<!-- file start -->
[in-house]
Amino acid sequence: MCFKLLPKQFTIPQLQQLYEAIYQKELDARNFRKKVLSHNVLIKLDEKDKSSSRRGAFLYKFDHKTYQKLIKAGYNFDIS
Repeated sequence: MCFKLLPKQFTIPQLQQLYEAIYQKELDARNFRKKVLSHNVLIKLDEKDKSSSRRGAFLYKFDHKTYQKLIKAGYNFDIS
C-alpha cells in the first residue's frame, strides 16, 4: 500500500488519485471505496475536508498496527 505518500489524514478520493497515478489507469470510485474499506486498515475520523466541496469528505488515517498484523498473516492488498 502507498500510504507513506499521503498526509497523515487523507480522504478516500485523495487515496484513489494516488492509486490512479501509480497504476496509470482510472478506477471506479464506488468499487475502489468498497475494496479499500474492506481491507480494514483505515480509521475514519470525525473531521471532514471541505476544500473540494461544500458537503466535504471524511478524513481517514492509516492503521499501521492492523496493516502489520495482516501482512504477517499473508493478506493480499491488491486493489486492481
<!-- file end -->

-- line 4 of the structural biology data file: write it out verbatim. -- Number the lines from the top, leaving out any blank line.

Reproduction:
C-alpha cells in the first residue's frame, strides 16, 4: 500500500488519485471505496475536508498496527 505518500489524514478520493497515478489507469470510485474499506486498515475520523466541496469528505488515517498484523498473516492488498 502507498500510504507513506499521503498526509497523515487523507480522504478516500485523495487515496484513489494516488492509486490512479501509480497504476496509470482510472478506477471506479464506488468499487475502489468498497475494496479499500474492506481491507480494514483505515480509521475514519470525525473531521471532514471541505476544500473540494461544500458537503466535504471524511478524513481517514492509516492503521499501521492492523496493516502489520495482516501482512504477517499473508493478506493480499491488491486493489486492481